“No, no, no, no!” On learning that Prince had died unexpectedly at just 57, the response of almost everyone I know yesterday was the same.
It was awful news. It was a complete and utter shock. It seemed faintly unreal. That it was just the latest in a seeming unending line of celebrity deaths in 2016 merely compounded the hurt.
David Bowie, Terry Wogan, Ronnie Corbett, Victoria Wood to name but a few.
But why are these deaths so shocking? In Prince and Victoria Wood’s cases it was their relative youth (57 and 62 respectively), but that could hardly be said of Ronnie Corbett or Terry Wogan.
The simple reason is this: for a generation of 30-50-somethings, our childhood and adolescent memories and heroes are being eviscerated.
Childhood is a time when we rarely think about the future. It’s filled with innocence and freedom, so memories of childhood heroes remind us of a time when everything in life seemed so much easier. Whether we really were happy when we were watching The Two Ronnies or listening to Wake Up With Wogan is irrelevant.
Making sense of the world
As for music, it plays an enormously important role in how we grow up. It allows us to make sense of a world at a time when so much else is changing. We change physically and emotionally at such an alarming and unexpected rate, so having someone or something to act as a constant and help you pick a path through is crucial.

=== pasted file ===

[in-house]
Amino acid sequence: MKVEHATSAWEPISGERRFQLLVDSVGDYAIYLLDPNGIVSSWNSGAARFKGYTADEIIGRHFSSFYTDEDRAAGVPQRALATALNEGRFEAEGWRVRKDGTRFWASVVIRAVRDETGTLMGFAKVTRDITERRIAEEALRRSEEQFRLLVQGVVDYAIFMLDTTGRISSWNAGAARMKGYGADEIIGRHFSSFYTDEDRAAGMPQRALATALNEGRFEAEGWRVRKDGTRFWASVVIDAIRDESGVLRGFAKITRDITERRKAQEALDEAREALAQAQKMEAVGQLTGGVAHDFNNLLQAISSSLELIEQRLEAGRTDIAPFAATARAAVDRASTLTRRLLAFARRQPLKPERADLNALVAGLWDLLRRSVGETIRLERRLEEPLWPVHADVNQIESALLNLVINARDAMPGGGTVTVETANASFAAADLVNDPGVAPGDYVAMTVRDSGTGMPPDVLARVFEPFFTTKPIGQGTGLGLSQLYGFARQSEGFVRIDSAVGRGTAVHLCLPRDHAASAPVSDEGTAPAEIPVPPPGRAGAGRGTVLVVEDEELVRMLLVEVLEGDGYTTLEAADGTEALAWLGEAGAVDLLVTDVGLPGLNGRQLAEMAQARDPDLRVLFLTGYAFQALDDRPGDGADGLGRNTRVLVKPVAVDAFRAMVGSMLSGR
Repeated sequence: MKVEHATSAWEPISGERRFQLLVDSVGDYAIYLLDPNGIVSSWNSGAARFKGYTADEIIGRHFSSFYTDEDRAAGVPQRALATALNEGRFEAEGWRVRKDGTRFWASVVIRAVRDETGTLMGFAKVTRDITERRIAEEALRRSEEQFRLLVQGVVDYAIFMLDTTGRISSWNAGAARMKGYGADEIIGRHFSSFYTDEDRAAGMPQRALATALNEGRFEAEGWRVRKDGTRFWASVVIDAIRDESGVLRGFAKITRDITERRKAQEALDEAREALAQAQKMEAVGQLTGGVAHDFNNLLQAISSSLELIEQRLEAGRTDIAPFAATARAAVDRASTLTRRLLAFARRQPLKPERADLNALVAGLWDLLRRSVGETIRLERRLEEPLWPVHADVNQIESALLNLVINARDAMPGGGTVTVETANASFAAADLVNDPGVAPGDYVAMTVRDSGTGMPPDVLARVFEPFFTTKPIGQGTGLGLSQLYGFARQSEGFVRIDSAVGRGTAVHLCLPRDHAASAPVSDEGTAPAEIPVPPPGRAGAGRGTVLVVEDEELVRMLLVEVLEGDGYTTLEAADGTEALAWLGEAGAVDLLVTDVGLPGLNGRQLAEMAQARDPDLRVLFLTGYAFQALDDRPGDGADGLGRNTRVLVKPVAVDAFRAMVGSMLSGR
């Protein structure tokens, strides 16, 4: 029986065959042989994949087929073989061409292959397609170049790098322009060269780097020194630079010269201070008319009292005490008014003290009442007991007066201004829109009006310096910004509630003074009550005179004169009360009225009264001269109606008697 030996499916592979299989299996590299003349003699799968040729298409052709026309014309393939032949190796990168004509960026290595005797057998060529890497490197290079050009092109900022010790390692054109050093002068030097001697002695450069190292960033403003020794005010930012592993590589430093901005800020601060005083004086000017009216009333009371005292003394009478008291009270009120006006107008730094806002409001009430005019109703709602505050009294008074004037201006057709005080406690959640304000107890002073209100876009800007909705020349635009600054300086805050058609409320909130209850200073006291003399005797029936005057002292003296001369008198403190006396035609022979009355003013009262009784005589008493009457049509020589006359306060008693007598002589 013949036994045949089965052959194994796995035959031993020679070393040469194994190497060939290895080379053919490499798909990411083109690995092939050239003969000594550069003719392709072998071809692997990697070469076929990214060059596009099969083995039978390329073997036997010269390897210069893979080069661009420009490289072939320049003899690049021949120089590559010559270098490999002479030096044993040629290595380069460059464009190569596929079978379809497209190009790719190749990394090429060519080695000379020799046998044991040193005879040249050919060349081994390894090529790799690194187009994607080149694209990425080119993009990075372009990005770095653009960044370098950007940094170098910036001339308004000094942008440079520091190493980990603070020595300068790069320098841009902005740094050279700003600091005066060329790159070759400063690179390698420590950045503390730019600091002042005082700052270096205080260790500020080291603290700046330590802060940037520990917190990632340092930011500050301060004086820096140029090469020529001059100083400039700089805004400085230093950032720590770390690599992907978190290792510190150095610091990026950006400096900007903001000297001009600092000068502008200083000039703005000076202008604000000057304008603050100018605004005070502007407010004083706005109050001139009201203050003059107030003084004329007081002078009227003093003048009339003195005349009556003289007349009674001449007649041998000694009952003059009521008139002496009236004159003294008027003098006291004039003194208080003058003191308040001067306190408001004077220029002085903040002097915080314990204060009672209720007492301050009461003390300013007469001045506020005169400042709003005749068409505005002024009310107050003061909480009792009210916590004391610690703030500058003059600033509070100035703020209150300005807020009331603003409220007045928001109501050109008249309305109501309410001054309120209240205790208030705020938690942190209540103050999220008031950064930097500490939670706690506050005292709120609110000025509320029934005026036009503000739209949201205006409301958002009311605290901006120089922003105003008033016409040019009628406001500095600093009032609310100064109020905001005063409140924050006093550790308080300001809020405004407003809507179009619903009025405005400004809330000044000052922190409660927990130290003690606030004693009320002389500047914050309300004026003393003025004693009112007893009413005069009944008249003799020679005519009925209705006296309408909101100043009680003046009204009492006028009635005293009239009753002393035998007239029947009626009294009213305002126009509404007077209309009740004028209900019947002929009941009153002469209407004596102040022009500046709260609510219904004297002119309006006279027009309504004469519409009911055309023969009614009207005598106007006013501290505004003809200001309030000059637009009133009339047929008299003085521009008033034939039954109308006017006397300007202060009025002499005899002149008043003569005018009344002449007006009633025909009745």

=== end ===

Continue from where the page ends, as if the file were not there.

Music also helps you to achieve identity and acceptance within your peer group. Not for nothing was the weekly conversation about the previous night’s Top Of The Pops a vital part of the school day on Fridays, when I was growing up.
We could be heroes…
Many of the deaths we’ve seen in 2016 have also been people we idolised when we were young.
Growing up in the 70s and 80s, many of us lived (to quote Henry Thoreau) “quiet lives of desperation”. We didn’t know where we were going, or how we would get there. We were stuck – it seemed – in a suburban nightmare with no obvious escape route.
The likes of Bowie, Prince and Victoria Wood each inspired us in their own way. They showed us possibilities. They made us believe we could achieve.
Heroes – for this is what they were – help to define the limits of our own aspirations. They’re symbols for us of all the qualities we’d love to possess and all the hopes and dreams we’d like to realise.